Foggy train station platforms swarmed with scampering travelers and misty-eyed loved ones saying goodbye dressed in hats and traveling gloves, toting sturdy, hard-shelled luggage and trunks. . .
This is what I envision every time I come upon a vintage suitcase while antique meandering. I am so enamored of these pieces, I will often gaze upon them longingly, getting lost in the moment only to be startled back to reality by a fellow antique shopper passing by. My mind wanders, so many questions pop up begging for answers. Who were the owners? To where did they travel? What exploits have these suitcases seen? Were they taken on a train, a plane, perhaps a boat? Were they lovingly packed with elegant dresses fit for galas and parties or were they stuffed with beach wear for an island adventure?
Then the imagination takes over, and a complete story is created using just the single piece of luggage. The only clues to build from are the color, the size, and if lucky, initials branded on the outside. Sometimes the inside and the liner may hold clues, as well. A discolored stain? A smell? Was perfume spilled inside?
I am not a suitcase expert, nor am I an appraiser, so I have no idea how to distinguish between a suitcase that may have been from, let’s say the 1970s and one from the 1940s. I think I know, but really I could have stumbled upon a suitcase that I filled with floor-length gowns Katharine Hepburn would have donned when in reality it held bell-bottoms and platform shoes from a disco-loving club goer.
My parents for a long time (maybe still) had light blue hard suitcases under their bed. When they bought this, I don’t know (Note to self: ask about luggage) but my best guess would be in the 1980s. Even it always fascinated me. It’s just so different than the bags we have today. In its present day, it probably looked like every other piece of luggage. I would expect that from the 1980s, but also wonder about the 1940s and so on. Was all luggage
generic in its time? Has it always been as cookie-cutter as we have now? I especially love the round suitcases and the vanity cases, neither you see much of anymore.
Though I do love my luggage, and it is quite easy to tell it apart from other bags on the conveyor belt, I fantasize about carrying vintage bags. Of course, on today’s airlines they would probably exceed the weight limits and have some sort of special fees attached to them, because they can’t be squished and beaten into a flattened mess like most of the pliable suitcases that are currently made. Not to mention the fact that they may actually protect the contents they hold and my personal belongings would have their rights intact after said journey. I’m sure the airlines would really poo-poo on that.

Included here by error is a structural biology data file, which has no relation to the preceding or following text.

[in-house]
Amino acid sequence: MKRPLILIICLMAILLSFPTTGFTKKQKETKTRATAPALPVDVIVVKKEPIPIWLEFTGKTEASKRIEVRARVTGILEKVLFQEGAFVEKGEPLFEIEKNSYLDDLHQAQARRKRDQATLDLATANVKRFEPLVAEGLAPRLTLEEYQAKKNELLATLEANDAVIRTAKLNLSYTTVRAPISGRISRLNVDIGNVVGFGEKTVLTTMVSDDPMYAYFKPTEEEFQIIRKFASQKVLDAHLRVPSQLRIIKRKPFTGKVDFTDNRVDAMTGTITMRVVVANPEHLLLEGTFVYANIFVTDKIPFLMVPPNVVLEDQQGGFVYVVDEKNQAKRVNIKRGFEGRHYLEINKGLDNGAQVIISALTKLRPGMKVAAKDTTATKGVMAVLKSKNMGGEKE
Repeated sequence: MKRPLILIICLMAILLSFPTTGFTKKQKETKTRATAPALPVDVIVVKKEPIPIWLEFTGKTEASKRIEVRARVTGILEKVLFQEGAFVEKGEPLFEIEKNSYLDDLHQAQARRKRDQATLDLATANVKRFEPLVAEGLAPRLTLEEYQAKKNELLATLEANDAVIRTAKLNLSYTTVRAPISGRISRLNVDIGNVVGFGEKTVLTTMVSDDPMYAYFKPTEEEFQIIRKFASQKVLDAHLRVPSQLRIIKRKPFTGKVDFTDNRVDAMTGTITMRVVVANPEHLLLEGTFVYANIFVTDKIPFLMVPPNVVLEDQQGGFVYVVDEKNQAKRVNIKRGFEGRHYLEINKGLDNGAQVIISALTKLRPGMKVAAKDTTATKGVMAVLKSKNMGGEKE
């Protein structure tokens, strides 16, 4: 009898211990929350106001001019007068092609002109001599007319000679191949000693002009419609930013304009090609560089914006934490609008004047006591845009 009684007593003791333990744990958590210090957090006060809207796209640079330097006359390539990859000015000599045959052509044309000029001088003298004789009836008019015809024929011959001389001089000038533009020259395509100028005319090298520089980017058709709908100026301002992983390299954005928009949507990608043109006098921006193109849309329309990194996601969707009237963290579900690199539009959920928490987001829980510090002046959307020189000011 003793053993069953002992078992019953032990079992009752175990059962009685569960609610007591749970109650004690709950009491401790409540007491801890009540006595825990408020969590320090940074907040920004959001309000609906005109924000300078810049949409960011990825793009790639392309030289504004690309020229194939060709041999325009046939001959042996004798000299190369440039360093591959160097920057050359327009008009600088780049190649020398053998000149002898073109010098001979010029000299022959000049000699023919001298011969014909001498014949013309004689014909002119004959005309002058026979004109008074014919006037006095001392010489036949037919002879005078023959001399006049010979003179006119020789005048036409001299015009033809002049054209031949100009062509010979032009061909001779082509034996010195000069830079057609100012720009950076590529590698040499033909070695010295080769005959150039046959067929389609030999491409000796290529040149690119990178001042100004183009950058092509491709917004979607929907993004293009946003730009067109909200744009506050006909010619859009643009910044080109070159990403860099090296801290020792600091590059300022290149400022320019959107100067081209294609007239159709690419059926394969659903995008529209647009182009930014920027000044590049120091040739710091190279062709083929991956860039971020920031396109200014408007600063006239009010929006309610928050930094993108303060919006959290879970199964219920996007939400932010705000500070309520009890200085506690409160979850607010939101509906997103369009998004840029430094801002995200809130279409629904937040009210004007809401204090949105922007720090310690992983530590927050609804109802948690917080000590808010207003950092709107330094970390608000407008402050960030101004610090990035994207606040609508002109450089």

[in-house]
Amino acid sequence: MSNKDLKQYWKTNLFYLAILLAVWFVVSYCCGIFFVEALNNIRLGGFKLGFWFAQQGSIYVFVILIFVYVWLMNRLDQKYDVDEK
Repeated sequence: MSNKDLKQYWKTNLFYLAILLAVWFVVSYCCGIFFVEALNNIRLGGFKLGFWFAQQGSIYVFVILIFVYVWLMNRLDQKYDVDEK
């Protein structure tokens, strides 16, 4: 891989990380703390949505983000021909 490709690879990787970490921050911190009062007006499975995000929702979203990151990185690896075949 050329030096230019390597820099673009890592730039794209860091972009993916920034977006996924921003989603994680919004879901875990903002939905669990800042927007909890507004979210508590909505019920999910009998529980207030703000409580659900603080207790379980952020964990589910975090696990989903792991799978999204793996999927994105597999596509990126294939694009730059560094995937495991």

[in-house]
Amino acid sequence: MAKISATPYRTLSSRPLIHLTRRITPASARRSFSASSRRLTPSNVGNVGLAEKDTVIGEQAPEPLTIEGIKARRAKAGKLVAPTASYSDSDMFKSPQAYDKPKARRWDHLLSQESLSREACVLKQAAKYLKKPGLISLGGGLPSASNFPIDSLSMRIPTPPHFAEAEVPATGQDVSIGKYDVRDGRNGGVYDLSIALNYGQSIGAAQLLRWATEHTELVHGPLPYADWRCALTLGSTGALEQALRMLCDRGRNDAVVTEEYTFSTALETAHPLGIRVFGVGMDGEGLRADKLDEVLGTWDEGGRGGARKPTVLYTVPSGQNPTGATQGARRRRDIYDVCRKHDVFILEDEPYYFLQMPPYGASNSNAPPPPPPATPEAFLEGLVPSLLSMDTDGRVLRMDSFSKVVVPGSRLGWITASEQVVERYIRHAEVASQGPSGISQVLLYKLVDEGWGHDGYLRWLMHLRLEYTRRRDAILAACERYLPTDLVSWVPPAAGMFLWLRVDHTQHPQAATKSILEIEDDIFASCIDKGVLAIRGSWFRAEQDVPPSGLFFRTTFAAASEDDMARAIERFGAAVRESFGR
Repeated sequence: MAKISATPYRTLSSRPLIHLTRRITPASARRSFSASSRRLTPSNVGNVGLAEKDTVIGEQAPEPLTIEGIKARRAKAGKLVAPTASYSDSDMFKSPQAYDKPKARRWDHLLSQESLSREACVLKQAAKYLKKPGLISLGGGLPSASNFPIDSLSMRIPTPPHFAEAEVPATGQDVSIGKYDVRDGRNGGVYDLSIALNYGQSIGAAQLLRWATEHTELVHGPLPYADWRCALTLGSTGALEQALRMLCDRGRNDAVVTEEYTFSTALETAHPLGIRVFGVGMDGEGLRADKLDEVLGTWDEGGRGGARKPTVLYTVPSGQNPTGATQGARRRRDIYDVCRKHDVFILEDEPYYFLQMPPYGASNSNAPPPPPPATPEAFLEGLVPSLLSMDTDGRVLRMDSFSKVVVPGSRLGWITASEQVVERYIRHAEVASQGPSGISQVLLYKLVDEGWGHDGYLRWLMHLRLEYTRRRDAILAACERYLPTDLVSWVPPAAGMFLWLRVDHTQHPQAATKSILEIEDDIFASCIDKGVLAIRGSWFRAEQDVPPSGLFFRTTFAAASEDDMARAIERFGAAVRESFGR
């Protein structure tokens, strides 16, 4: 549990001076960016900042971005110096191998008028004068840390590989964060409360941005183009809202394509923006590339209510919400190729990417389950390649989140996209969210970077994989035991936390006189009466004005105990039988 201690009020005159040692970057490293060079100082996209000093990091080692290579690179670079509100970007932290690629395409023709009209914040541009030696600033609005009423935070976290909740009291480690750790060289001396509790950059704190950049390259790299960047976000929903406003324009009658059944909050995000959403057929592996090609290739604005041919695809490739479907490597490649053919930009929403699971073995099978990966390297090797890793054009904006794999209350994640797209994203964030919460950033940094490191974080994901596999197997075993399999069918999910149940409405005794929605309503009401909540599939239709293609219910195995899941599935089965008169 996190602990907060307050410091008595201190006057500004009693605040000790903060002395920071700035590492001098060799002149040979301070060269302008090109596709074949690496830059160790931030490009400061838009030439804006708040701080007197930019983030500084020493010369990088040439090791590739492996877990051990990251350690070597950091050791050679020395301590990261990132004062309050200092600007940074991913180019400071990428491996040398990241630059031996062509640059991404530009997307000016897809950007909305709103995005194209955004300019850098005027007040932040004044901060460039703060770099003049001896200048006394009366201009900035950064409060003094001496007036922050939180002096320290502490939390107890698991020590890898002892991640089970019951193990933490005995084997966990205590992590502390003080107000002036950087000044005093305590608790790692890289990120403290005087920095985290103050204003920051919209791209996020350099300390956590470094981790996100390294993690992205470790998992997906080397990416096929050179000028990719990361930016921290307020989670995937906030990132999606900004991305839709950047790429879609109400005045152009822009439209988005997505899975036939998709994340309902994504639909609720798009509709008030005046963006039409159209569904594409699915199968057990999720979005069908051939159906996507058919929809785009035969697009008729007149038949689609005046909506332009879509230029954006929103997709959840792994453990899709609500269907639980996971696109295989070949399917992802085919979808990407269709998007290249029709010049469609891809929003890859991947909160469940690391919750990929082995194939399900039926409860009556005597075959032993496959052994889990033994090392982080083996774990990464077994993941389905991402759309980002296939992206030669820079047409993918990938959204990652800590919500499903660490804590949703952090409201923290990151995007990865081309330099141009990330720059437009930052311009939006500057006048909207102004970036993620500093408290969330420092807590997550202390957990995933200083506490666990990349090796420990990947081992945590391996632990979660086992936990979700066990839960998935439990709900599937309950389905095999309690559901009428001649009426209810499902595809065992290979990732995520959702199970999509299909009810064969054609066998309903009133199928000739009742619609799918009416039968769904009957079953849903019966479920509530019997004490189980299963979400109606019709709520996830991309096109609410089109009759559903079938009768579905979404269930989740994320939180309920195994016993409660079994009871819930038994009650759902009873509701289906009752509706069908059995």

Then again, I don’t really fantasize about carrying one of those vintage bags aboard a cramped Southwest flight while Grandma Betty regales me with stories of her 16 grandchildren (seriously though, I love sitting next to interesting grandma-types on flights, no hate comments, please). Where I would most certainly be forced to give up a bag and check it, because I’m pretty sure any of these bags are not fitting in the over head compartment, nor at my feet. No, these bags require a more personal and free way of traveling. A travel experience where they are carried aboard by me, and most often at my side or in my own personal compartment.
My visions are of me boarding a train, my one lonely suitcase clutched firmly, hanging onto the handle while I stand in the open doorway looking out over the crowds, heart dropping because the one I had longed for is nowhere to be seen. The train lurches forward while I am left to sulk for the loss of what might have been, maybe even a small tear glistens on my cheek. . . Oh, wait, maybe that was Humphrey Bogart.
Maybe I’m rushing on the tarmac to board one of those rumbling old planes because I just got word of my loved one being alive, who I thought dead. My hastily packed suitcase in tow as I trip over the flight ramp. Nope, that’s Veronica Lake.
These suitcases would be a good companion while trying to hitch a ride. They are usually larger and very sturdy, a handy combination when needing to take a break and rest, making a good seat. They also might be a good anchor weight when trying to cross a shallow river, ensuring getting swept away is not an option. Wait, that doesn’t sound right either. Right, that was Clark Gable and Claudette Colbert.
Who am I kidding, in my sappy, romanticize-everything-world any of the above scenarios make my heart flutter and my hand twitch in fevered anticipation of my fingers laced around a worn handle, feeling the bulk of my belongings safely tucked away inside. Whether I’m to board that train (by the way, that’s my favorite), plane or a boat, hitch that ride or cross that river (okay, maybe not that one, that’s kind of silly), I would love to have a vintage piece to take on an adventure of my own, making fantasies into experiences and memories.